Bloody January is a debut novel, though Parks cleverly leads us to believe there was an earlier story. Publishers Canongate have done a solid job in promoting Parks and they are right to do so. I can't remember a better first novel in any Tartan Noir series. DI Harry McCoy is definitely on his way to a TV near you.
Parks' masterstroke is to combine the two leading tropes of today's Scottish crime fiction - noir and nostalgia. Bloody January is set in 1973, in the week Bowie took Aladdin Sane to Glasgow. McCoy and his new mentee Wattie are hanging around the bus station when a young lad shoots a young girl, then himself. The trail leads to aristocracy, big business, police corruption, the substrates of prostitution and - for a fleeting cameo, Bowie himself. What else could anyone who remembers 1973 possibly want?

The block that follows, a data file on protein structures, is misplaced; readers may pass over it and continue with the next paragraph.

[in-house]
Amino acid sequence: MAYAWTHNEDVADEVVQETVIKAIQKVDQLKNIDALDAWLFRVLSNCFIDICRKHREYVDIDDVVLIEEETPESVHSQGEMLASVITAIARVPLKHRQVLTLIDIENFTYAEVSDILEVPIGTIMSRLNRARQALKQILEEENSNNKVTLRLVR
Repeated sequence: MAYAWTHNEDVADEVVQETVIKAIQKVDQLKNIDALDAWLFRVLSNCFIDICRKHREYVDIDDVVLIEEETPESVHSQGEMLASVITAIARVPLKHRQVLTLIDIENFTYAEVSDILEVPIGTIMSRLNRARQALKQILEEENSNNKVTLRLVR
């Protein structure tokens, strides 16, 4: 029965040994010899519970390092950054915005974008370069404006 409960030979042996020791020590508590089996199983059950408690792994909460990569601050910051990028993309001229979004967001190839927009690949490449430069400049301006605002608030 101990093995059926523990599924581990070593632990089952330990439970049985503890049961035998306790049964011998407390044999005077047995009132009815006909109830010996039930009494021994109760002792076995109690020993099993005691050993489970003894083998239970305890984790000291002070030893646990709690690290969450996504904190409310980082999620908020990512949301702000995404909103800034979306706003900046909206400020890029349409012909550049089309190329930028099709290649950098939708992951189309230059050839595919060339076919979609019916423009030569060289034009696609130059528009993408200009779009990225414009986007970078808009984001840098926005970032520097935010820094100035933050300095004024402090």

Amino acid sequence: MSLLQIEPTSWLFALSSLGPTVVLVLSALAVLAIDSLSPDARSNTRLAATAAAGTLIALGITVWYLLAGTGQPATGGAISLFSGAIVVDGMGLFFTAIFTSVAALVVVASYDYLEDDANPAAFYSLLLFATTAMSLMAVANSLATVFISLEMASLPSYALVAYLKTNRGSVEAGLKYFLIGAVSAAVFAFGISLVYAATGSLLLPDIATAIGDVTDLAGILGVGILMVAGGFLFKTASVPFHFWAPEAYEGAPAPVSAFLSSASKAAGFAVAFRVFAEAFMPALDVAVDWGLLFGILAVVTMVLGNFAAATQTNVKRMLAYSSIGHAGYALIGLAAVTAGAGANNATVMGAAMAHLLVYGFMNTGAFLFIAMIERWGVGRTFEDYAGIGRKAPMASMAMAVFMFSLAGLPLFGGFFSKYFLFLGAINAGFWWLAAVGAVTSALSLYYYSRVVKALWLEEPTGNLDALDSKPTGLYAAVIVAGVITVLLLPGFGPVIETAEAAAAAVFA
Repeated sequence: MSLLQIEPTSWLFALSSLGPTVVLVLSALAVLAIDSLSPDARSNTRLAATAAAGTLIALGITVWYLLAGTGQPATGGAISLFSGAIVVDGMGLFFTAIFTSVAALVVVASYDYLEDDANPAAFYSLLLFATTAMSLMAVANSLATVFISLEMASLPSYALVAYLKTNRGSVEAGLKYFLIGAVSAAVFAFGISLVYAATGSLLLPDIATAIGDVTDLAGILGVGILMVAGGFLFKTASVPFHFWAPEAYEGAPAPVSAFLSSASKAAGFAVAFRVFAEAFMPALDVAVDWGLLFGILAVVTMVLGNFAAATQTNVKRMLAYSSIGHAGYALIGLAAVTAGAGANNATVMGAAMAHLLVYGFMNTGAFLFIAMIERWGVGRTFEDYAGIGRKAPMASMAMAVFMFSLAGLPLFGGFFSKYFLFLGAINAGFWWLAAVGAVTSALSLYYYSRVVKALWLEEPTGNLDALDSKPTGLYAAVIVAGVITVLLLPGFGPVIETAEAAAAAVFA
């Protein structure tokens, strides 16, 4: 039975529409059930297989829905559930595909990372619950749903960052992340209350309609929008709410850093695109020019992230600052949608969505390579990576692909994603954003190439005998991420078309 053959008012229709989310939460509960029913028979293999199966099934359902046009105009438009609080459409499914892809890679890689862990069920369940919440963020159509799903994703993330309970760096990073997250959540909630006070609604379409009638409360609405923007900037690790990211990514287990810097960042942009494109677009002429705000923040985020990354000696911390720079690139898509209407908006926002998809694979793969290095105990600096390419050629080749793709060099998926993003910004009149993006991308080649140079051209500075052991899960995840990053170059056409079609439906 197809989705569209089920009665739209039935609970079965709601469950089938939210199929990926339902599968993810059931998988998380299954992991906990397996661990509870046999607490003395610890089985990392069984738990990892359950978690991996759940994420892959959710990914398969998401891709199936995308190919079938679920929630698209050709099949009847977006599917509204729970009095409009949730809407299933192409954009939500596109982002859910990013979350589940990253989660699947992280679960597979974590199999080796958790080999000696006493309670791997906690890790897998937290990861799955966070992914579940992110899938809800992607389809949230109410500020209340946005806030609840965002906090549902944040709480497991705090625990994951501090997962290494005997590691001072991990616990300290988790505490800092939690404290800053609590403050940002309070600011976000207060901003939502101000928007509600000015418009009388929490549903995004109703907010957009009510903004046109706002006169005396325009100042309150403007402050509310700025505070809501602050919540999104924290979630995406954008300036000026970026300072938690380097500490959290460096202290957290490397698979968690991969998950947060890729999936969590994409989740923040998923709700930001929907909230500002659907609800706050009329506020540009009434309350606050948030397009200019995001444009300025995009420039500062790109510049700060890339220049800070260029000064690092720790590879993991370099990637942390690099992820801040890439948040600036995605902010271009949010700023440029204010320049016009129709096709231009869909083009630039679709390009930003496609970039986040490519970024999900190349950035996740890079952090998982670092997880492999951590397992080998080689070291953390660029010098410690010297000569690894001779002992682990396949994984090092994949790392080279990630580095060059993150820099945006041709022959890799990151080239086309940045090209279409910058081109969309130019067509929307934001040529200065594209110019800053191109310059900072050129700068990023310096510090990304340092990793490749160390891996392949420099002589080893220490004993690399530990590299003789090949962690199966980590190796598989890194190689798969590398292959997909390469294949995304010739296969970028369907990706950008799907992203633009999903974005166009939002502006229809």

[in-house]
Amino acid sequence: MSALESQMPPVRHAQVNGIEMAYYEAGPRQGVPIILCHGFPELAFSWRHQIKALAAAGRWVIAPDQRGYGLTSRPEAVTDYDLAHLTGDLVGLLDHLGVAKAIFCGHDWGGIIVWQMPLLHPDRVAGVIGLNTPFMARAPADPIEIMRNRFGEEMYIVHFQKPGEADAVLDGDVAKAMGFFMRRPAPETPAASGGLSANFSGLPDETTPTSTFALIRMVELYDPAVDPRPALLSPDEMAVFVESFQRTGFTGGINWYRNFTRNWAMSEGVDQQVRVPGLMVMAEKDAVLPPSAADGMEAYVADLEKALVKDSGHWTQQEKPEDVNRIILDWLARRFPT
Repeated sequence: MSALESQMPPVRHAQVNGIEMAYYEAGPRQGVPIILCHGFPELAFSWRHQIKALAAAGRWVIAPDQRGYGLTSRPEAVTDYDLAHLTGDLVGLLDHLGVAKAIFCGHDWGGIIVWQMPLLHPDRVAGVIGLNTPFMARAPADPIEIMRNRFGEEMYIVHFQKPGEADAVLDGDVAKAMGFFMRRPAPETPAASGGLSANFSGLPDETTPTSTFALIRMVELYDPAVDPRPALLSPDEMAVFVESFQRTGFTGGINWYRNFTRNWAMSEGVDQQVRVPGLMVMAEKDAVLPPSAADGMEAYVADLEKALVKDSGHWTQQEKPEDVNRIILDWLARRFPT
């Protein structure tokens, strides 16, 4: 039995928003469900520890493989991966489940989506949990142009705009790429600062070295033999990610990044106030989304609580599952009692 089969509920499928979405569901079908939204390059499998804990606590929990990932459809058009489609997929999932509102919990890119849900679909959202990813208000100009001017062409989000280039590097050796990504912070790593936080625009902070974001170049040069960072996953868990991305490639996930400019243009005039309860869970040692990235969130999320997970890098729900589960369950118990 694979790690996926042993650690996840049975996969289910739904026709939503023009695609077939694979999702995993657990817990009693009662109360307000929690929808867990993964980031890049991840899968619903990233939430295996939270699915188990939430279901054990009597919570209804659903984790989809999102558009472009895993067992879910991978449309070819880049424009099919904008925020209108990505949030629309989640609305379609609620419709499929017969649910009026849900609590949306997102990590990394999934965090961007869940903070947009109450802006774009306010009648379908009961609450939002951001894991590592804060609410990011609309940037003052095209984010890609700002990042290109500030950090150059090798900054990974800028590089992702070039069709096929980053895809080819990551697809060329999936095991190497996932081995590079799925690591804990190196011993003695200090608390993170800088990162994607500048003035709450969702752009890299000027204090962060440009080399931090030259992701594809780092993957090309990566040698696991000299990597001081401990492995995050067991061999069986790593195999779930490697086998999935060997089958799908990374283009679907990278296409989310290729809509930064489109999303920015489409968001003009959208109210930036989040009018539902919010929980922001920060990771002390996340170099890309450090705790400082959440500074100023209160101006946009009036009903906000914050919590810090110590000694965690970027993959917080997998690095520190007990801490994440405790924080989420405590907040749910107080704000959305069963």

The denouement is suspenseful and bloody, on the rooftops of Glasgow in a snowstorm. Brilliant.
My only criticism is that in working the tropes Parks has deployed (and combined) two that for me are already cliché - the obligatory beating of our hero and a flashback to his wretched childhood in a religious children's home. These, however, only occupy a few pages and do explain his relationship with the local villain Stevie Cooper. Other than that, the characters - especially Cooper - are compelling and credible. I especially liked McCoy's boss Murray who comes across straight but who might have a lot of secrets behind his success. The writing, both prose and dialogue, reads absolutely note-perfect and is technically very accomplished. There are writers who have been hammering away for decades who come nowhere near Parks' level of artistic fluency.
A debut that I thoroughly recommend. I can't wait for the next instalment.